Garcia Morales acknowledged, though, “the last two years haven’t been easy,” and the school district has “experienced a form of darkness,” but she’s hopeful it will be able to see the light.
The district operated under distance learning for about a year due to the COVID-19 pandemic until students returned for in-person classes in spring 2021. School board meetings were often long and tense, with crowds of public commenters.
There was also tension on the board, with arguments among trustees and frequent 4-3 split votes, including a 2021 decision to fire and then rehire Superintendent Jesus Jara. Garcia Morales voted on the side of retaining Jara.
After a 4-3 vote in October to extend Jara’s contract and boost his pay, Garcia Morales said it doesn’t build unity when trustees who were elected to make hard choices “actually create more chaos.”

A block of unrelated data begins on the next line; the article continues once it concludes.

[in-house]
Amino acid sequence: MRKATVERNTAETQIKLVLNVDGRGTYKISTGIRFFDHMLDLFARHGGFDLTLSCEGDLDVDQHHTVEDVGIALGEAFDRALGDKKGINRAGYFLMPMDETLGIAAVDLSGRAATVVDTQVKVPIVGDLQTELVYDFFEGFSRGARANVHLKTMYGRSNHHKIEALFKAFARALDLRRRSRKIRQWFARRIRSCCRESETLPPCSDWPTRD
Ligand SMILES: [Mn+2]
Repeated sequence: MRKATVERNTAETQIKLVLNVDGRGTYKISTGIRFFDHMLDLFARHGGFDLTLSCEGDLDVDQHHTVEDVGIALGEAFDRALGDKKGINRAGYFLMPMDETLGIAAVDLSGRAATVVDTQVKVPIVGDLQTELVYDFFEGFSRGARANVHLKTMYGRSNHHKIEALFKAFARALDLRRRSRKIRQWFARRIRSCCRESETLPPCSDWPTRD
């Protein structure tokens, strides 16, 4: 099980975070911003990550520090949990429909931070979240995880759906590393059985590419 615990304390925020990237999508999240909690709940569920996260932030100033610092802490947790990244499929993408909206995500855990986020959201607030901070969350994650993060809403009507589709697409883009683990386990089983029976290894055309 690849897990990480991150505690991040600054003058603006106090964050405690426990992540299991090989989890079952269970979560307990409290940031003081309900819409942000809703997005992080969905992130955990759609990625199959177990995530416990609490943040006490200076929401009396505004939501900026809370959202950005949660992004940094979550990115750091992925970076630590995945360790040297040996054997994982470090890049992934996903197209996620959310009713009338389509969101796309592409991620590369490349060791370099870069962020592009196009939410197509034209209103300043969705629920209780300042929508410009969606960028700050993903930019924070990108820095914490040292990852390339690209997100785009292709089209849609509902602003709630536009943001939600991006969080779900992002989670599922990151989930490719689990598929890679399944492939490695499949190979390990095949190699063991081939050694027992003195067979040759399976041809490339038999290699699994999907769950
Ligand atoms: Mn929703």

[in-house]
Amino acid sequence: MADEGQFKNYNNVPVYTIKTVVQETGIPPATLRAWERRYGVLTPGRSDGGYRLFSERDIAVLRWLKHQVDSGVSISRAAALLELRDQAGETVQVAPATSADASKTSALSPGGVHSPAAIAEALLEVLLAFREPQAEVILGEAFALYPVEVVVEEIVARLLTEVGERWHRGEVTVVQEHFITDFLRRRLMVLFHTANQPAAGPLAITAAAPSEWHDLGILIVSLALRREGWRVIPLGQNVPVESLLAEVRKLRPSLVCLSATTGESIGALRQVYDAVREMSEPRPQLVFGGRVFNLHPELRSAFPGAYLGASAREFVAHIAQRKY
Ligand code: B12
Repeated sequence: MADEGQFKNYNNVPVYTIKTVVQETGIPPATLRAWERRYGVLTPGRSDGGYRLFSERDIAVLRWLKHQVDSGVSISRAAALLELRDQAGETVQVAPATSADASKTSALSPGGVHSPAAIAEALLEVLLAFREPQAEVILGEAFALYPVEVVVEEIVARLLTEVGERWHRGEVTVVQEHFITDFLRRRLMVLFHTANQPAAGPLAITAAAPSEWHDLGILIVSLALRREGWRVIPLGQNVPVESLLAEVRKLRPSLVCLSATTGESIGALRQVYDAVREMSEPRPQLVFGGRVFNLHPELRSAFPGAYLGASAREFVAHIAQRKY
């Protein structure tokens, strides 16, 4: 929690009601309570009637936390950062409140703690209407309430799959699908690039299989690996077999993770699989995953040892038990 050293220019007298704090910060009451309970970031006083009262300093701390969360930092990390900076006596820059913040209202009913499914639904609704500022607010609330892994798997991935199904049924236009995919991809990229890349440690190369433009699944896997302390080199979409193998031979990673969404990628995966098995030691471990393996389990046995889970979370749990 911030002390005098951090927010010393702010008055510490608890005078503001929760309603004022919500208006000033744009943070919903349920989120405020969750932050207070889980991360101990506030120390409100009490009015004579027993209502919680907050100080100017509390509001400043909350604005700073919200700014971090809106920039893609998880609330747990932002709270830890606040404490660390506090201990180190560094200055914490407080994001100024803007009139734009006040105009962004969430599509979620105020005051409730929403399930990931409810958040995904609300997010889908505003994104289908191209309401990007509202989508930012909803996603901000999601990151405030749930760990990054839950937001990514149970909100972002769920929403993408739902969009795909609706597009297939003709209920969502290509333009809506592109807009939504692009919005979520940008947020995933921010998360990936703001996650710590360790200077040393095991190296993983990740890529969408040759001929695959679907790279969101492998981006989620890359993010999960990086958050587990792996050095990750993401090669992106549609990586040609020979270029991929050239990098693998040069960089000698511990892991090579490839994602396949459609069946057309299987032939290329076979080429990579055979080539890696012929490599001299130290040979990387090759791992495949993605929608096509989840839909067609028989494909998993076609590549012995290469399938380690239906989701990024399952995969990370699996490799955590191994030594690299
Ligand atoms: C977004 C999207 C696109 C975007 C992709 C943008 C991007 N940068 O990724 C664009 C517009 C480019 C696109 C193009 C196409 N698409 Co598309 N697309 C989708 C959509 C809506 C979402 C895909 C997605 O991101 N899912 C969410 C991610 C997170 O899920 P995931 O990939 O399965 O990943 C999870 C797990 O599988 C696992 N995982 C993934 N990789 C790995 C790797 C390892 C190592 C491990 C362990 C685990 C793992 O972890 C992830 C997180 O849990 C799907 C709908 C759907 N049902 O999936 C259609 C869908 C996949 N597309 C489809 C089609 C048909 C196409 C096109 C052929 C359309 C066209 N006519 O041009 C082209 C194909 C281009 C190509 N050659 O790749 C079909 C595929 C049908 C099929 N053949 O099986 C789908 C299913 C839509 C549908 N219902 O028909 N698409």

When trustees are constantly pulling public records on each other, doing public interviews outside of board policy and not staying in their lane, “it makes it incredibly difficult to even sit in this position,” she said.
The district also faces challenges such as a teacher shortage, school safety and chronic absenteeism among students.
Outside the boardroom
Outside the boardroom, Garcia Morales and her husband are raising two sons, ages 12 and 1.
She also works as executive director of the nonprofit education organization Fulfillment Fund Las Vegas, based at Chaparral High School.
Fulfillment Fund reaches first-generation students and helps remove barriers to postsecondary education, she said.
The organization has also awarded more than $1 million in scholarships since it opened 11 years ago, Garcia Morales said. “Our goal is to help students persist,” she said.